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A Methodenstreit is a debate in economics concerning the philosophy of social science. It involves the issue of which is the property method to pursue in the dismal science. Although this type of debate had its origins two centuries ago, the present paper is a contribution to a more modern Methodenstreit begun by Caplan (1999). It addresses some of the fundamental issues in economics: is this discipline best to be thought of along the lines of an empirical science, such as physics or chemistry (the view of the logical positivist school), or is it more properly described as a branch of logic or mathematics (the perspective of Austrian economics)? Is the argument synthetic a priori a coherent concept (the praxeological perspective), or a mere trivial tautology? Can empirical work (e.g., econometric regression equations) test economic axioms (are there any such things?), or merely illustrate them? These issues underlay the present debate over such issues as indifference (can there be any such thing in economics?), cardinality (is there room in economics for cardinal numbers, or is only ordinality to be tolerated?), continuity (are neoclassical findings the result of an artificial smooth curve assumption, or do they stem from real elements of the economy?), income and substitution effects (can there be backward bending supply curves and upward sloping demand curves?) and demonstrated preference and welfare economics (can government involvement in the economy possibly improve matters, or is this a logical contradiction in terms?)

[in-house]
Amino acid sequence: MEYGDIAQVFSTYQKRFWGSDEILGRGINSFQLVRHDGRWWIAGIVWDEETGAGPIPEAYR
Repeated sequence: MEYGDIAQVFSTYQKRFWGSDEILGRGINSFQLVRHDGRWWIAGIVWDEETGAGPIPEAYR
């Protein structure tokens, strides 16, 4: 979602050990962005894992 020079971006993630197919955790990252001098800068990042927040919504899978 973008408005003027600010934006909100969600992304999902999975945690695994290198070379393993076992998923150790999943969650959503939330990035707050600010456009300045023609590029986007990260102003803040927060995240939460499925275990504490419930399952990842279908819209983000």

Keywords: Caplan, Methodenstreit, Positivism school

How to cite this paper: Block, W. (2007). Reply to Caplan on Austrian economic methodology. Corporate Ownership & Control, 4(3-2), 312-322.